Charity running has been a big part of my running career, having spent the large part of my early runnig years doing various challenges and raising money, while doing something I love. Over the years I’ve proven you can improve and get faster yet still do your bit for charity.
My latest challenge is to a sub 3 hours at London Marathon in October for Prostate Cancer UK, you can ready why by clicking here.
You can read why I support my charities below and also more on my amazing journey via these articles & features:
Between 2012 and 2014 years I went by the Twitter handle @13inThirteen, this was also the name of my first two charity challenges that took place throughout 2013, 2014 and the first month of 2015. The whole concept of the first challenge and the name came about in late 2012, after I lost over 4 stone during the course of 2012, you can read more about my personal weight loss on my about page.
After losing the weight I decided I needed a new challenge and took part in my first ever run at the BUPA Great Yorkshire Run in September of 2012, I enjoyed myself that much I decided to do another race 2 weeks later. It was later in the year that I came up with the first charity challenge called 13 in Thirteen. This challenge was where I would run 13 races over a distance of 10km over the course of 2013 and tried to set a PB at each race.
The reason I came up with the challenge is I had always wanted to give back to a charity that helped me when I as a child. The charity in question is the NSPCC as I used their Childline number on numerous occasions due to bullying at school and issues at home, they were there when I had suicidal thoughts as a teenager and if it wasn’t for the people at the other end of the line listening and offering me support and advice things could have been a lot different. As 2013 progressed my support team (my wife & daughter) earned the name ‘Team 13’ due to their support at each race.
The 2013 challenge was a resounding success with me completing the challenge on the 1st of December and setting a new PB at each race and also raising over £2400 pounds for the NSPCC.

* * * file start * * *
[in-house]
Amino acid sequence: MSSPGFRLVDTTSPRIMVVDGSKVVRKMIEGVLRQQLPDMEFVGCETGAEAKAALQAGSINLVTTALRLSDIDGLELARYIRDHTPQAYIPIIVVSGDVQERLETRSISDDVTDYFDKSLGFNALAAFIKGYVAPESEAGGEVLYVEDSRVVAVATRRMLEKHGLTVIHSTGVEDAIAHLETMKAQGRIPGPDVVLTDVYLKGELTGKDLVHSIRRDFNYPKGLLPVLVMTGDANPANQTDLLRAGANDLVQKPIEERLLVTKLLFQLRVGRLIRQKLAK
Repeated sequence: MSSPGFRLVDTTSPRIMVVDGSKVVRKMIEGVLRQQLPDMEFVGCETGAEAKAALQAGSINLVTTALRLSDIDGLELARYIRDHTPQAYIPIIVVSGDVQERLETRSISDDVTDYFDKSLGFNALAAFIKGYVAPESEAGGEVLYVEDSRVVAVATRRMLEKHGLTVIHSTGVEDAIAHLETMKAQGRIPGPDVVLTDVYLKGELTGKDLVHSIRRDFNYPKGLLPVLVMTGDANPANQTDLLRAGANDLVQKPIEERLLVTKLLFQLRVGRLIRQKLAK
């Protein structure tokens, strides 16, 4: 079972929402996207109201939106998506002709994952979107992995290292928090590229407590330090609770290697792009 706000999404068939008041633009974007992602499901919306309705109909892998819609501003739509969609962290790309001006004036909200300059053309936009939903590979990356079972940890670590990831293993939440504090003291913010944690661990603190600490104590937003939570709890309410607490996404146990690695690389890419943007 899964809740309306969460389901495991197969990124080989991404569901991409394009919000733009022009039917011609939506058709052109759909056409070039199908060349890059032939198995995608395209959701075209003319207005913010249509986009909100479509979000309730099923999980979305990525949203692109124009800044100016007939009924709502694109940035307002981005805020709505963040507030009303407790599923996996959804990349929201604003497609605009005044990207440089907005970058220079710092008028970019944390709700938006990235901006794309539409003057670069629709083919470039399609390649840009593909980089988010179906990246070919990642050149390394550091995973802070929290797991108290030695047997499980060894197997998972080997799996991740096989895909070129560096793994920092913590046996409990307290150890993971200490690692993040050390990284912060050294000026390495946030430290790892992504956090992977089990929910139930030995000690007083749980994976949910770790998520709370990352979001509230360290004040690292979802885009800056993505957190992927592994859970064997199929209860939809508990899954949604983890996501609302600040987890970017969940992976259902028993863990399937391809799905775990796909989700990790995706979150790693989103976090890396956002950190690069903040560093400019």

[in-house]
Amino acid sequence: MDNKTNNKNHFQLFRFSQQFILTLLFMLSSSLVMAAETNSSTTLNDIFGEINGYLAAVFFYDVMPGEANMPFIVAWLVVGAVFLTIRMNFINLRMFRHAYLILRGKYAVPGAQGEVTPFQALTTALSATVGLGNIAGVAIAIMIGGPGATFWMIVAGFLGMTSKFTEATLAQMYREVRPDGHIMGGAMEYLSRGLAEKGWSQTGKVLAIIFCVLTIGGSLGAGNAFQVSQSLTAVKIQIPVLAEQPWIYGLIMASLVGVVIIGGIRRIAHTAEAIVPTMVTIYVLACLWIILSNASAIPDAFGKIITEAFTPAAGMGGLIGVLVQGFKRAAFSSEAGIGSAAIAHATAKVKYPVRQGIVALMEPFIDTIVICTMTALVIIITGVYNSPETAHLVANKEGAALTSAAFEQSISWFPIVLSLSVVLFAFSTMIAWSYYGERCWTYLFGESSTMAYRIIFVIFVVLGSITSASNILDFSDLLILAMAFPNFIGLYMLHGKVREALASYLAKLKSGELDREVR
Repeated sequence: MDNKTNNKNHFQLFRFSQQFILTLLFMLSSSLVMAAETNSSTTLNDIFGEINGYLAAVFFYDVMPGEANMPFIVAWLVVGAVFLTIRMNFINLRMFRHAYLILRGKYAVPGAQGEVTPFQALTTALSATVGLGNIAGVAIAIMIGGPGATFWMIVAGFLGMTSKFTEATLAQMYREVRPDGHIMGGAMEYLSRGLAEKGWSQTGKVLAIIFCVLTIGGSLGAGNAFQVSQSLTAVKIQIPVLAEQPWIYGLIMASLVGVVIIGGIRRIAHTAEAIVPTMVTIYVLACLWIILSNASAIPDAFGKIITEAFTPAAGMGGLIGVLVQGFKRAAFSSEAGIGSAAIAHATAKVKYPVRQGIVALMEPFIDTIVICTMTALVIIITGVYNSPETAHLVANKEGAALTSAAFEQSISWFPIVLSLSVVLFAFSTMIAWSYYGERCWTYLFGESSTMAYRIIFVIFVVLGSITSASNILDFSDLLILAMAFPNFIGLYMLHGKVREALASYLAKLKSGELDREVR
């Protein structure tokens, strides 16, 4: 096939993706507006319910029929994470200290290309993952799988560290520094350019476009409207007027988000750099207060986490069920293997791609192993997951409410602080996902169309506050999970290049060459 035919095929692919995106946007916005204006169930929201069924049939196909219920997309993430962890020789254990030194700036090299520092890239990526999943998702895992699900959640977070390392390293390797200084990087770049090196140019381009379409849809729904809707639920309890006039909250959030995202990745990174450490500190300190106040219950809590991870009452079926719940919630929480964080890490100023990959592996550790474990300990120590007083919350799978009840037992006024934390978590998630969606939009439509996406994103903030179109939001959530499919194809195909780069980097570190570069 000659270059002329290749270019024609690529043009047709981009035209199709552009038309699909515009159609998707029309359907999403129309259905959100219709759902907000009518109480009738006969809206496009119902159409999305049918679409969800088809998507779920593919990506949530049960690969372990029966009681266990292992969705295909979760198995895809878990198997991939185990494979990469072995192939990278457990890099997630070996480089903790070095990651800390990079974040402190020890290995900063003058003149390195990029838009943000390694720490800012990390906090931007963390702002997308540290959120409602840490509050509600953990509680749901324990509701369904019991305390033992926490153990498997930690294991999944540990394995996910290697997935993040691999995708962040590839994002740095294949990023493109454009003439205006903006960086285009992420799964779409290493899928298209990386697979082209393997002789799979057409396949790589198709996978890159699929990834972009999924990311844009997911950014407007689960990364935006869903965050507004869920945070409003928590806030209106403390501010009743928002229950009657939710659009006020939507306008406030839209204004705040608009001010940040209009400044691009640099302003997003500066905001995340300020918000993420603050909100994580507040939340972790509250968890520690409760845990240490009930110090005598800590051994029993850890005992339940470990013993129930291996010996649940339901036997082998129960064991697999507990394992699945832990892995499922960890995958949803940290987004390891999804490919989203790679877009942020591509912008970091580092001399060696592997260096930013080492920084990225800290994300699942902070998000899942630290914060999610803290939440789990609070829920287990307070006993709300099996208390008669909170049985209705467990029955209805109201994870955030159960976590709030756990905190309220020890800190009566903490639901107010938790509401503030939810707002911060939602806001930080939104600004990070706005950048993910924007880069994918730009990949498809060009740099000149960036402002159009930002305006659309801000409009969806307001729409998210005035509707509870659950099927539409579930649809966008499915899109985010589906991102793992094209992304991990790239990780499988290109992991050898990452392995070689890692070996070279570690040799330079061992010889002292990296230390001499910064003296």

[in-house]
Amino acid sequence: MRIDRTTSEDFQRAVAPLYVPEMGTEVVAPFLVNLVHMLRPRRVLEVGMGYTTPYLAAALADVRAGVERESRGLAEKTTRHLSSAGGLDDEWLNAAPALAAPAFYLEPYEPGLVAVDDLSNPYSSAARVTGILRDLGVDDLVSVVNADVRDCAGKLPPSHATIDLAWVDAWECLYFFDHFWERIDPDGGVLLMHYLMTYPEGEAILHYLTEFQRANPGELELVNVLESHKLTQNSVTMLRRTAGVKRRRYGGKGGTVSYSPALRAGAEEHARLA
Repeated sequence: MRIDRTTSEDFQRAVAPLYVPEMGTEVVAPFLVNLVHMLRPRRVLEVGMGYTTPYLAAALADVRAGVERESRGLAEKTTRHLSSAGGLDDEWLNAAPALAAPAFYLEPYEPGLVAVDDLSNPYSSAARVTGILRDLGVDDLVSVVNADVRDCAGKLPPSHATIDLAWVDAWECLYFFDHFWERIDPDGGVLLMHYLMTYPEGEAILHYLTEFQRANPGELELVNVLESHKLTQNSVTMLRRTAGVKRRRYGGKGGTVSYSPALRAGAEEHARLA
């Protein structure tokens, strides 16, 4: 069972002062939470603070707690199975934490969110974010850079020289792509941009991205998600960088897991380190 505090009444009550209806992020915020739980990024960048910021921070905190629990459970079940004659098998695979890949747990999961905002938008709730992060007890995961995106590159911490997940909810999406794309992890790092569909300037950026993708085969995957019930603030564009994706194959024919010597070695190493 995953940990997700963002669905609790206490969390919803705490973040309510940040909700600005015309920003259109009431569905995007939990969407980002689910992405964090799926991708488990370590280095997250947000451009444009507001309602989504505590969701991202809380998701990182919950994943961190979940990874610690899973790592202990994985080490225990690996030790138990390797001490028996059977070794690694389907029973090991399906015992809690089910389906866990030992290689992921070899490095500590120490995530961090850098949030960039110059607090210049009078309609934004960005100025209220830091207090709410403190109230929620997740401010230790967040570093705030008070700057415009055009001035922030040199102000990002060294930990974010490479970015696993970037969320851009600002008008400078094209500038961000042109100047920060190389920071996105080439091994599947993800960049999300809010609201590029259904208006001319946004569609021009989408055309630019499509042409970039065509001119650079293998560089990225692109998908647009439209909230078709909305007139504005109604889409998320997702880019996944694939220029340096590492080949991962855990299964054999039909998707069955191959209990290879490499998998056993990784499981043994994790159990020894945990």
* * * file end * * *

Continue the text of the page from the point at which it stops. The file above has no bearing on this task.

After taking a few weeks rest I missed the bug of the challenge so decided to do it all again and launch the 13 in Thirteen half marathon challenge. To keep the name 13 in Thirteen going as it had grown into a well known name and brand by the end of 2013. I decided instead of doing 14 in fourteen as most people expected, I instead decided to do 13 half marathons in 13 months. The aim was to raise £4,000 and run under 90 minutes or under during the challenge. Again the challenge was a success yet it was a rollercoaster year, with cancelled races, racing up and down the country.
Both challenges helped raise my profile and also allowed me to tell my story (see links to Craig’s story above) regarding why I used Childline as a child. Also through doing these challenges and telling my story I helped to raise a grand total of £1,323,452 for the NSPCC and Childline . After the second challenged finish in January 2015, I decided to take a break from charity running and focus on improving my times.
After a break of half a year, I missed the buzz of the whole ethos of challenges and looked at doing another challenge. This challenge came about after being told I take my running a little too seriously! so…….. inspired by my childhood wrestling heroes The Road Warriors (Legion of Doom for WWE/WWF fans), I came up with my next crazy running challenge. The aim was to run for 52 weeks straight and to hit 100 races, starting in Aug 2015 but by Jan 2016 the decision was made to end the challenge early as it was taking a massive strain on my family and physically I was constantly ill. In the end I managed to run 32 races in space of 23 weeks. I also got to captain my county at the Great Yorkshire Run.
In 2018 I attempted a new challenge with plan to run 18 races over 12 months, 6 HM and 12 x 10M races. But the beginning of the year the beast from the east hit and meant most of my races were cancelled, at same time my daughter became seriously ill with a heart condition, this meant the challenge never got off the ground, despite numerous attempts at starting the challenge. In the end Molly was seriously poorly and that became priority.
Over the years through doing challenges and telling my story I have managed to help raise £1,330,721.17.